The final data on 2015 fatal traffic crashes in the U.S. revealed an alarming rise of 7.2% more deaths than in 2014, ending a five-decade trend of declining fatalities.
The last single-year increase this large was in 1966, when fatalities rose 8.1% from the previous year.
Last year, 35,092 people died in motor vehicle traffic crashes across the country, prompting a “Call to Action” by the Department of Transportation (DOT) and the National Highway Traffic Safety Administration (NHTSA).
That number of fatalities equates to nearly 100 people dying from vehicle-related accidents every day. In an effort to raise awareness and solicit feedback from any and all contributors who would like to comment on these disturbing statistics, DOT is urging citizens to be engaged and to take a stand.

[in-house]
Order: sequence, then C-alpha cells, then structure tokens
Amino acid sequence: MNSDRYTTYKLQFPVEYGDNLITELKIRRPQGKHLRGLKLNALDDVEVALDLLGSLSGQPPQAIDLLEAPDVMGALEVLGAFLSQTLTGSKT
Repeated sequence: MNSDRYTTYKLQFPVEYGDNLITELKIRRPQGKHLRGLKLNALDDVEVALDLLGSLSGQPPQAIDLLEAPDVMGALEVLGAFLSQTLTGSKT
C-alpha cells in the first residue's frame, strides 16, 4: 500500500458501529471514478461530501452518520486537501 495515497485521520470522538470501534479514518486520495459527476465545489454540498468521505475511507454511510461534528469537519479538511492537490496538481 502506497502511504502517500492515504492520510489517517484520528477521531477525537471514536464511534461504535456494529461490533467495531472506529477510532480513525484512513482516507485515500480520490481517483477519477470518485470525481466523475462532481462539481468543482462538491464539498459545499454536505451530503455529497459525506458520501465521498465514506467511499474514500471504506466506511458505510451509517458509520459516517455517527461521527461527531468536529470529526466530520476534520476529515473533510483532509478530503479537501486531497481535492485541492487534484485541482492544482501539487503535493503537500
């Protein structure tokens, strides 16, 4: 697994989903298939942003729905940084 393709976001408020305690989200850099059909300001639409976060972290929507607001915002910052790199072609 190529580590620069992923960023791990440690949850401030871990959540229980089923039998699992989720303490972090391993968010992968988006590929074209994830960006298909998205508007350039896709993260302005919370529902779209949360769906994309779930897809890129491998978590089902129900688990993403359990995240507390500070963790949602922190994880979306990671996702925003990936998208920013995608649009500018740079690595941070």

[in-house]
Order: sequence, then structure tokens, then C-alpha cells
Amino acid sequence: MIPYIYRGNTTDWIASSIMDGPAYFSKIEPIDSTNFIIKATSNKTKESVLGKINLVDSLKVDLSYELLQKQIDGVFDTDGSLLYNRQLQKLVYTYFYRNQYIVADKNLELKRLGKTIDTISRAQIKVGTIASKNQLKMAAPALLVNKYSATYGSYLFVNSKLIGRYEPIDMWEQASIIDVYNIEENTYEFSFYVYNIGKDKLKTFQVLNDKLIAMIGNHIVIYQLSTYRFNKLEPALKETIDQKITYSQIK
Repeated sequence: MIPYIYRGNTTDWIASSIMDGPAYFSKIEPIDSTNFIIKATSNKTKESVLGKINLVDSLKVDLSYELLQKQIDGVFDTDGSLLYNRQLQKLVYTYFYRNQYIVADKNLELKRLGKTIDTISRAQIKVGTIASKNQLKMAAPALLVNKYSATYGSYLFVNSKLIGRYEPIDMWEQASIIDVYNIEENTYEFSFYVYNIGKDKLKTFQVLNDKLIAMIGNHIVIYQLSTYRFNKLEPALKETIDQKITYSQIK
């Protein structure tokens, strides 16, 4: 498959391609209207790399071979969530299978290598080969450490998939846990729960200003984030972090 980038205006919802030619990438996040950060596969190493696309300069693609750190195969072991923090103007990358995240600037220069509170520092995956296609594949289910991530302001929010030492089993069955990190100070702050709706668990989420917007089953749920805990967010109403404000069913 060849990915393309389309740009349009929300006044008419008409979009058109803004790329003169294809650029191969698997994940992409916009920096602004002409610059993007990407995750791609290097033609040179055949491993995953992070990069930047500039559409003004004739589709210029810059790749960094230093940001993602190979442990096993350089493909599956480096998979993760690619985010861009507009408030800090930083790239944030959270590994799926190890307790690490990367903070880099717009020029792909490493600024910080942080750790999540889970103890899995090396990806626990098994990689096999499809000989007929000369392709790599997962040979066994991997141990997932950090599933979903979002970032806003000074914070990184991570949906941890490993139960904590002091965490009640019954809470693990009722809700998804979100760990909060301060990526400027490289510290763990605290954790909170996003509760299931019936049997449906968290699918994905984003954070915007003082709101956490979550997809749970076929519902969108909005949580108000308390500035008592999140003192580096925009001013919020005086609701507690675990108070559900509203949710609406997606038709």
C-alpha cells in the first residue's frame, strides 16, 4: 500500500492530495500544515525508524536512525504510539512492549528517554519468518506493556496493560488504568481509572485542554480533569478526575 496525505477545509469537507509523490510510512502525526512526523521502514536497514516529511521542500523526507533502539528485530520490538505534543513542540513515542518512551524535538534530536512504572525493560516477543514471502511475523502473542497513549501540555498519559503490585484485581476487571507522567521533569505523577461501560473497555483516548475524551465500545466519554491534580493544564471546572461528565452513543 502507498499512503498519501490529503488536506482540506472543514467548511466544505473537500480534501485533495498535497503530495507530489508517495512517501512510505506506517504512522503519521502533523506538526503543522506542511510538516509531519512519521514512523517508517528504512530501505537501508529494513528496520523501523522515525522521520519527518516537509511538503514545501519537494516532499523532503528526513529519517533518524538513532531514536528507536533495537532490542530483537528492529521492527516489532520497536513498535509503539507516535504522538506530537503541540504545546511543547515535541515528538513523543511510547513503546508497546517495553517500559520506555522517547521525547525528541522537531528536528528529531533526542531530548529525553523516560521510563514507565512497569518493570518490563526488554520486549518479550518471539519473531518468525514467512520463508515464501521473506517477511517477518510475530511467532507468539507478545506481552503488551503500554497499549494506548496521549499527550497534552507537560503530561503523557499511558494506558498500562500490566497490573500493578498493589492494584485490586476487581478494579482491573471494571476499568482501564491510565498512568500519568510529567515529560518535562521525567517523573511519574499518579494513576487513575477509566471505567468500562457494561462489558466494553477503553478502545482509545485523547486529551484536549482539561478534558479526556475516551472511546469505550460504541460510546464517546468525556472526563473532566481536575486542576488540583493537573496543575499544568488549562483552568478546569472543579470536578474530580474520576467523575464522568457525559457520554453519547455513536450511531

The Agency is asking for comments from scientists, public health experts, students, researchers, safety professionals, drivers – just about anyone who wants to help answer some key questions about what the data is saying about why there are so many people in the country still talking or texting, drinking, using drugs, eating, applying make-up, or getting distracted while their attention needs to be on driving and the area around them.